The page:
A typhoon packing sustained winds of 185km/h (115mph) has battered Taiwan, forcing schools and businesses to close and cutting electrical supplies.
Krosa battered eastern Taiwan, uprooting trees and causing floods
Flights were cancelled and ports shut as Typhoon Krosa hit, bringing torrential rain.
It is expected to move towards China where tourists in coastal areas have been evacuated and measures taken at the Special Olympics in Shanghai.
In Vietnam a separate storm, Typhoon Lekima, has killed at least 17 people.
In Taiwan's capital, Taipei, more than 200 trees were uprooted and several floods reported.
The northern port city of Keelung suffered a massive power cut, with 400,000 homes affected, officials said.
The BBC's Caroline Gluck in Taipei says Krosa's sprawling 300km (186 mile) radius ensured its strength was felt across the island.
More than 100cm (39.37 inches) of rainfall was recorded in the north-eastern county of Ilan - with almost as much in the central mountain regions.
Torrential downpours have triggered a number of mudslides - one was reported on a major eastern motorway.
A resident of Taitung in southern Taiwan, Chuang Min-hsiang, told the Reuters news agency: "The wind is tremendous here, and we've lost power. We're all at home doing work to protect ourselves from the typhoon."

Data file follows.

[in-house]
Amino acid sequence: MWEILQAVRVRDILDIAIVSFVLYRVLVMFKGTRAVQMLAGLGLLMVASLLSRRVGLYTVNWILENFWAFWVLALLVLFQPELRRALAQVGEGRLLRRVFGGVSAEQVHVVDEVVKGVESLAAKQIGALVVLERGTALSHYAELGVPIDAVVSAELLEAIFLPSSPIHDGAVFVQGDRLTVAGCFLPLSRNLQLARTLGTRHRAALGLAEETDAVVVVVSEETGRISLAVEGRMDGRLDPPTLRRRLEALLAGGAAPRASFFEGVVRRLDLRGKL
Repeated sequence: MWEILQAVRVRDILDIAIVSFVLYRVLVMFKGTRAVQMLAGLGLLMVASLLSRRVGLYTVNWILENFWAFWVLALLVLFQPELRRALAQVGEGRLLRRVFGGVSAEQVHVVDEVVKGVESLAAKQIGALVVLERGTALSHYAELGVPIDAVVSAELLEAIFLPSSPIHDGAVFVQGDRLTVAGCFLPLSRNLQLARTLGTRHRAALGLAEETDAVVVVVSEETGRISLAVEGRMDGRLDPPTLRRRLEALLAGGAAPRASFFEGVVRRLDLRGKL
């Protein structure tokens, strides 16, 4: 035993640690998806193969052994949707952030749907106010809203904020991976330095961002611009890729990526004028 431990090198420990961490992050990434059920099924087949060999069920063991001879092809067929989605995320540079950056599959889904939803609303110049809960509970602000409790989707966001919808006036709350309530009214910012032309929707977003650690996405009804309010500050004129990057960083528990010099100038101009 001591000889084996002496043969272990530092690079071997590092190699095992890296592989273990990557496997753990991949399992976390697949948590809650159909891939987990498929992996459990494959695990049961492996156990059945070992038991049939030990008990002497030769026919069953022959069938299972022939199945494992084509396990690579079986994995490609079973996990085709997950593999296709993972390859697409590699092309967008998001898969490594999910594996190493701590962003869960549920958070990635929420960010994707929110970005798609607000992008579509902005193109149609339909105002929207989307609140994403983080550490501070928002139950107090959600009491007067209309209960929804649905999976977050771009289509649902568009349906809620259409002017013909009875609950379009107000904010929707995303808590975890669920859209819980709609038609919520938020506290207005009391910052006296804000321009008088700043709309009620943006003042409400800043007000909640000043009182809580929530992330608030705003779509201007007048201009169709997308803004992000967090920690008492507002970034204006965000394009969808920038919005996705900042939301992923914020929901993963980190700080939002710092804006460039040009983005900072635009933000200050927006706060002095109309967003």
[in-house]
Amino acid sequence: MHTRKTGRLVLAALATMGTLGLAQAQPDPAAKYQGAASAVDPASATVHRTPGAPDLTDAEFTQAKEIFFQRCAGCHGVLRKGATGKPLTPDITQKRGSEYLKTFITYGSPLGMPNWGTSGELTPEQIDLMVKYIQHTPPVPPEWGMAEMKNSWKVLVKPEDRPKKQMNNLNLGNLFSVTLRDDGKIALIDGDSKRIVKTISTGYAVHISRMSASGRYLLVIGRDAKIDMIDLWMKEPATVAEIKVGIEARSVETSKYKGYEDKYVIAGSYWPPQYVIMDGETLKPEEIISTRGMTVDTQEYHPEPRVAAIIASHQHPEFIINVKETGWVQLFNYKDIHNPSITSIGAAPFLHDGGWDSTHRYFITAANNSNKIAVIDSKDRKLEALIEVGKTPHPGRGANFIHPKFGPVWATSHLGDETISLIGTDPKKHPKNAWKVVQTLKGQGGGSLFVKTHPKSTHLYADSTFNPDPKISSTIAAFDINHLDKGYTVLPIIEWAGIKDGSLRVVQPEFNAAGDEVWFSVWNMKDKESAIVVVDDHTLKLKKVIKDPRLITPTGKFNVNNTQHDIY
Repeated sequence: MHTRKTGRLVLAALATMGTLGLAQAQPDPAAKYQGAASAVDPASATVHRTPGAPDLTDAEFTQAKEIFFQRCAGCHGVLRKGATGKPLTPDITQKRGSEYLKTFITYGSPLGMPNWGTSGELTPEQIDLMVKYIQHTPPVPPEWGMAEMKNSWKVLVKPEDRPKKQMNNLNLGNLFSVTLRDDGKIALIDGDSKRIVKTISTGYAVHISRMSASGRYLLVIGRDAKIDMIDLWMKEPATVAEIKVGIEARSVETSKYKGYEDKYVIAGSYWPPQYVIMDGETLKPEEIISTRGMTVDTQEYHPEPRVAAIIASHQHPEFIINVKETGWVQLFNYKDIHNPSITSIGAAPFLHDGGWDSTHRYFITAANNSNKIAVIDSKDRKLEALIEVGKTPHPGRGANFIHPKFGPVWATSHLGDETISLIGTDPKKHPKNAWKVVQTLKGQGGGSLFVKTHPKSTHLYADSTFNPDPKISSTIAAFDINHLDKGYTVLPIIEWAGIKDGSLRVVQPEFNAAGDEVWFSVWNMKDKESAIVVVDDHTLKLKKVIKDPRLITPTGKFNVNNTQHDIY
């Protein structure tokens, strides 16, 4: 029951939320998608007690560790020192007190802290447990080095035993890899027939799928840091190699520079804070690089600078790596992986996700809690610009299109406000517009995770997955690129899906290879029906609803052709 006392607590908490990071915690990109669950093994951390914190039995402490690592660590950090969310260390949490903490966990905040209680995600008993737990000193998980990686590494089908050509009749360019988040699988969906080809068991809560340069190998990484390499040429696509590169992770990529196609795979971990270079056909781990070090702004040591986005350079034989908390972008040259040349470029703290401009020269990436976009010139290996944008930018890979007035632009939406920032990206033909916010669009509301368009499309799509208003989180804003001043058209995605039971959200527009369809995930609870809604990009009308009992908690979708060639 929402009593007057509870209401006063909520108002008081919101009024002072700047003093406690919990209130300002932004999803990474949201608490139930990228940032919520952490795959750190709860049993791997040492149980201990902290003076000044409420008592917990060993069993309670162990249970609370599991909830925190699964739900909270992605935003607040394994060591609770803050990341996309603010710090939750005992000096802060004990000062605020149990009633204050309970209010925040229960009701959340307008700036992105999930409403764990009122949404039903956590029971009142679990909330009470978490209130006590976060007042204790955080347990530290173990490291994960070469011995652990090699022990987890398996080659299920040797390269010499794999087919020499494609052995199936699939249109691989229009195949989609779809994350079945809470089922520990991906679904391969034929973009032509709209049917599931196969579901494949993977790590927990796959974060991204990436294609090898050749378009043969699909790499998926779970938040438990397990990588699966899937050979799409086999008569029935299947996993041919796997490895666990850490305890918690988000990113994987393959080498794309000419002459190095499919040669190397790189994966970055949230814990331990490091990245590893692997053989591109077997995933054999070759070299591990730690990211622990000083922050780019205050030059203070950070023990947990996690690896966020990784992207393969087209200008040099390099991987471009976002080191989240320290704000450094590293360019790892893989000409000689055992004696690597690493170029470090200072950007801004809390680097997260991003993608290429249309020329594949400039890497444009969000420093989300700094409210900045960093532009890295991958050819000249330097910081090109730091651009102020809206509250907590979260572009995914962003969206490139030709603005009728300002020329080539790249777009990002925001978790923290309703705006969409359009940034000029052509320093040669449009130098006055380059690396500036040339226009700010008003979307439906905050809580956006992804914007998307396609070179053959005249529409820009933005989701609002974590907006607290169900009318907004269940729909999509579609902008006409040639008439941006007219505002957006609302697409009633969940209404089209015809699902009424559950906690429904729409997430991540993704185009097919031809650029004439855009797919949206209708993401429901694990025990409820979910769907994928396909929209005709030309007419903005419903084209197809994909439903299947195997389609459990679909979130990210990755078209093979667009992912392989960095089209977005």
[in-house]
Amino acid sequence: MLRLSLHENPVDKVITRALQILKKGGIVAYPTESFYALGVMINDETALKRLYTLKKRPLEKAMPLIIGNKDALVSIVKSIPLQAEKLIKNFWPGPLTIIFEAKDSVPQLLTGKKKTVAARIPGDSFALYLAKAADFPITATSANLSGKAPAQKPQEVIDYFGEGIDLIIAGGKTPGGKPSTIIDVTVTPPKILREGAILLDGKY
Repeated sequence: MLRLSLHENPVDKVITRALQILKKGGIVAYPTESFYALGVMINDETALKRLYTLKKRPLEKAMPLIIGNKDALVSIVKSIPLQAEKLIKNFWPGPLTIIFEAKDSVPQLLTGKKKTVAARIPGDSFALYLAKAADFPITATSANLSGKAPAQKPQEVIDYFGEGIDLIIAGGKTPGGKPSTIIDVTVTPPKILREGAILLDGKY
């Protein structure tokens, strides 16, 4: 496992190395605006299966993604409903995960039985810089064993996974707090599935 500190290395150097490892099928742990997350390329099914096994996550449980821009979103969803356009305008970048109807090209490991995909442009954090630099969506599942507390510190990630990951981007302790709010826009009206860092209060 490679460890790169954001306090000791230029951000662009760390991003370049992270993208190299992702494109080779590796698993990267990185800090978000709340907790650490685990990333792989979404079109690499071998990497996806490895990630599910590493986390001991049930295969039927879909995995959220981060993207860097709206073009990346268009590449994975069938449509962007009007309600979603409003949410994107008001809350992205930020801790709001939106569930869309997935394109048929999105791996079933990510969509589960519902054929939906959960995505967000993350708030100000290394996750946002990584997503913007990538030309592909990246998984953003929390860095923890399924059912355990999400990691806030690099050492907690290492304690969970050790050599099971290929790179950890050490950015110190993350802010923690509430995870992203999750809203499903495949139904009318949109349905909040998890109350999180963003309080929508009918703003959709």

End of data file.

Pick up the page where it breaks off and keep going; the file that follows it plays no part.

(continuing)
Rehearsals for celebrations marking Taiwan's National Day on 10 October also had to be cancelled because of the storm.
China began its week-long National Day holiday on 1 October, but that too has been affected by the storm.
Many tourists in the eastern coastal provinces of Zhejiang and Fujian have had their holidays cancelled and more than 2,000 holidaymakers have been evacuated from island resorts.
Typhoon Krosa is expected to make landfall in China on Sunday.
More than 27,000 fishing boats have been recalled to port in the two provinces.
In Shanghai, where the Special Olympics are under way, the local government says it is drafting emergency plans for drainage of the competition venues.
And Formula One motor racing drivers taking part in Sunday's Shanghai Grand Prix are also braced for wet conditions.
Meanwhile, authorities in Vietnam say Typhoon Lekima has damaged more than 70,000 homes and submerged thousands of hectares of rice fields.
Disaster officials estimate the cost of the damage in Vietnam at more than $40m.